While most Gannett papers are profitable (apparently not enough for corporate but that's another story), there's been plenty of speculation that Detroit is largely in the red. Things aren't getting any easier with the auto industry woes and other economic problems in Motown.

While I don't have any inside knowledge on this situation, something's definitely up, in my opinion. And it's not good. It will be interesting to see what decisions are made by Gannett when it comes to Detroit. It may rely heavily on Motown's hopes that the government passes an auto industry bailout. Something to keep an eye on.

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Wednesday, December 3, 2008

Doomsday on the horizon

Gannett will carry out the majority of its 3,000 lay offs tomorrow. With the exception of a few, it appears (reading the accounts at the independent Gannett Blog) most of the affected employees still have no idea at this hour whether they'll survive the latest round of cuts.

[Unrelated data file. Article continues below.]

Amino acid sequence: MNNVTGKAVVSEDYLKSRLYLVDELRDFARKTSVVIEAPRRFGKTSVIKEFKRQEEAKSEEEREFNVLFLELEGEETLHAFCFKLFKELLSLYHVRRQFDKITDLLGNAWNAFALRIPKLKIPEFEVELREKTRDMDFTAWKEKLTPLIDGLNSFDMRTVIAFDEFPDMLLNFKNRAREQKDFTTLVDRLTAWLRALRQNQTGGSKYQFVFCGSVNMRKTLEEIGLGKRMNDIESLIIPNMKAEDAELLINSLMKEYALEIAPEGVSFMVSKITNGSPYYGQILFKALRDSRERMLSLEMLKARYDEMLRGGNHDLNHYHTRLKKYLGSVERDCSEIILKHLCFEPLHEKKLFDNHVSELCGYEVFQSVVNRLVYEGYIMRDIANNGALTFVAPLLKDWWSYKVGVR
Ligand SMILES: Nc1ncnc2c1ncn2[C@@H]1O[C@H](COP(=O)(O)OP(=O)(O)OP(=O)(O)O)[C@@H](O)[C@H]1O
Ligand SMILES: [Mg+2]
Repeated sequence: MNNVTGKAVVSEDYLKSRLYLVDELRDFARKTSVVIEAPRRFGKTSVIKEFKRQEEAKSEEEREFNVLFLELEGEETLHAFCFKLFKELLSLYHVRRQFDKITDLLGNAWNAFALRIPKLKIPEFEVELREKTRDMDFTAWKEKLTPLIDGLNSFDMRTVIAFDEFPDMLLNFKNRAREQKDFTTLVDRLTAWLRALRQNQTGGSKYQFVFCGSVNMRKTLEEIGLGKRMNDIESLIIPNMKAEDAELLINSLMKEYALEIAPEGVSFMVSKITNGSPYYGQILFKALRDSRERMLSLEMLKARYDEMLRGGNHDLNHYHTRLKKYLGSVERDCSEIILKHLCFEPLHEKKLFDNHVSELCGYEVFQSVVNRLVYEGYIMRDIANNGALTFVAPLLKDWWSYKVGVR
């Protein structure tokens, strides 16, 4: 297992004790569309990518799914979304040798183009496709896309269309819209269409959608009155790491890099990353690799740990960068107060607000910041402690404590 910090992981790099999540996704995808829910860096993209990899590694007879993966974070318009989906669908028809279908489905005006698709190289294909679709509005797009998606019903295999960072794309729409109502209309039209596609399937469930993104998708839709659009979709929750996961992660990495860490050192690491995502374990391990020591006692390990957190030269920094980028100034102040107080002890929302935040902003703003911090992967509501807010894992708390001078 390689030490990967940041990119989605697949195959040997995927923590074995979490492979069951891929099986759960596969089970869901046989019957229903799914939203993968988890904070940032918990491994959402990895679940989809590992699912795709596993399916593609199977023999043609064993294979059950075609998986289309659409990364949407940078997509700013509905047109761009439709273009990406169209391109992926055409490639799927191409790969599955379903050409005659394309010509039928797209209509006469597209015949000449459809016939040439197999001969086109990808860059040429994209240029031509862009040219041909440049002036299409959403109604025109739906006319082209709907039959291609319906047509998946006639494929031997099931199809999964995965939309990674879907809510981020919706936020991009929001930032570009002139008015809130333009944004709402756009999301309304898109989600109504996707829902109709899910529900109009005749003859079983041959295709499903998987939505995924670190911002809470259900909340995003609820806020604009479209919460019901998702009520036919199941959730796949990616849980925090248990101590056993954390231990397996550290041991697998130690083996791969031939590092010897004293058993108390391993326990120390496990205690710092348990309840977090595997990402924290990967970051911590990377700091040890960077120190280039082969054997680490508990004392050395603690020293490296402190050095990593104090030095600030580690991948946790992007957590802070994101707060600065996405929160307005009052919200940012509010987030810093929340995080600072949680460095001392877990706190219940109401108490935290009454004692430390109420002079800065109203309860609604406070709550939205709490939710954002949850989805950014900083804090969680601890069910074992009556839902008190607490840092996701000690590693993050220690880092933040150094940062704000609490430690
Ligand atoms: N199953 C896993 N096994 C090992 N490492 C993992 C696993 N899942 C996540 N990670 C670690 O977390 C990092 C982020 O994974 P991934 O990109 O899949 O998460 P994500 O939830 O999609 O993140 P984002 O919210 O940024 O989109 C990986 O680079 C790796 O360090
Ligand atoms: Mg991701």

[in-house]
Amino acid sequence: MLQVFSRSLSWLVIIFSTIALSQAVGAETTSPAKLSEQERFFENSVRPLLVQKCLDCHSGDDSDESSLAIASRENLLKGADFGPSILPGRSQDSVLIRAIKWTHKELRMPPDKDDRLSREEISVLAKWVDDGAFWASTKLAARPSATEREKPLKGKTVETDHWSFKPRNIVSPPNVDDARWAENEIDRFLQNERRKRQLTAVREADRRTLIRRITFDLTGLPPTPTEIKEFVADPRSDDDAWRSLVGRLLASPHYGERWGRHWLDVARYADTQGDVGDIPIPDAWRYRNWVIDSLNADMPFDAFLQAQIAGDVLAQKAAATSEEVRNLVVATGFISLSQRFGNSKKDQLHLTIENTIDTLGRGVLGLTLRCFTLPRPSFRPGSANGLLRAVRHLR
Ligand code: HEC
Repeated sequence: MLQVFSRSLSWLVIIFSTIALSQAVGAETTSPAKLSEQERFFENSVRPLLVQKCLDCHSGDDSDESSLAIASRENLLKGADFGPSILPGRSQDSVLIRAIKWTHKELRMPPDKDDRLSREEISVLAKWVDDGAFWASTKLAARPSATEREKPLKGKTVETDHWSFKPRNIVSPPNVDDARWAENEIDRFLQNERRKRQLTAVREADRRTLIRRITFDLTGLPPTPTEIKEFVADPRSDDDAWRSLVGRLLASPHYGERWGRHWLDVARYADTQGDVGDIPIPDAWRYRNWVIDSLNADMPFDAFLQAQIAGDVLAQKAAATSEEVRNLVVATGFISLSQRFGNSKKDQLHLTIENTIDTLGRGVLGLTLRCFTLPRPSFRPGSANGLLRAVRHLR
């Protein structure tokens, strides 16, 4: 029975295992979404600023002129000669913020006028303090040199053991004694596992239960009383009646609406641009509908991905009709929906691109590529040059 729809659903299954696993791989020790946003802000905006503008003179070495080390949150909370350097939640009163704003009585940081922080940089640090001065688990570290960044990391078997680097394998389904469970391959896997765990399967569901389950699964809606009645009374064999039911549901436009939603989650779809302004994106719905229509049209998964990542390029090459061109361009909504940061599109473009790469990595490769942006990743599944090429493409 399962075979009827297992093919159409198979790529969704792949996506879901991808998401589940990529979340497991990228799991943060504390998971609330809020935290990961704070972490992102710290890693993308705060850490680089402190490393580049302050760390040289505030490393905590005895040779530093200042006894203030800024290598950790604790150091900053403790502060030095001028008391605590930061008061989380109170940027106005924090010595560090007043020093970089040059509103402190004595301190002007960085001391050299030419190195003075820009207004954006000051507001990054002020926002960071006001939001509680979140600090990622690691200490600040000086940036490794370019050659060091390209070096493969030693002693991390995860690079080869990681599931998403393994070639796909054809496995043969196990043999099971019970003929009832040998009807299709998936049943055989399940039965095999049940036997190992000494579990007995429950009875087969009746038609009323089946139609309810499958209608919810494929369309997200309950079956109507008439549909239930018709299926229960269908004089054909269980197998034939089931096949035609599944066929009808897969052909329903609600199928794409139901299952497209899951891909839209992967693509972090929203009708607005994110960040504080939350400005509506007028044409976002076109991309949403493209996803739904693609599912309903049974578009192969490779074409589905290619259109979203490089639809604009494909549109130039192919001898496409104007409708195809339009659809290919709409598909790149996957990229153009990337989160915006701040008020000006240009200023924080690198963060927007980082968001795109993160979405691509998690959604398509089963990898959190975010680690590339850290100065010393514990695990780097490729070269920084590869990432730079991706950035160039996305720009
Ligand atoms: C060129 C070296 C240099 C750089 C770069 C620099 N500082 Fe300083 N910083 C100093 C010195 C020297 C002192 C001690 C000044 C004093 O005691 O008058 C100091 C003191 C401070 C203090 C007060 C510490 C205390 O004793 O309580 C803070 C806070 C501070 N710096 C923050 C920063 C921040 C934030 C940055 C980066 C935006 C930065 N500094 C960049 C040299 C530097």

This was my company. I worked with the Sports Dept. at the Gannett's Democrat and Chronicle in Rochester, N.Y. from Oct. 2006 to April 2008. I loved it there. I loved serving the people of Rochester. I loved the newsroom environment. My heart, thoughts, and prayers go out to everyone at the D&C on this night. Everyone at Gannett for that matter.

Former Gannett employee Paul Oberjuerge nails the situation in his blog tonight:
"At some point, Gannett should have remembered it was a media company, a newspaper company, with all the First Amendment privileges and responsibilities that brings. It could have and should have spent more on its newspaper products and tried to scrape by on, oh, 20-25 percent profit."

God be with everyone at this time. Gannett is making a big mistake here. Laying off employees is not the answer, especially after how many it's laid off already. Morale is as low as ever at its newspapers, I know people at several of them. The greedy leaders of this company will pay for this in the long run. Justice will be served.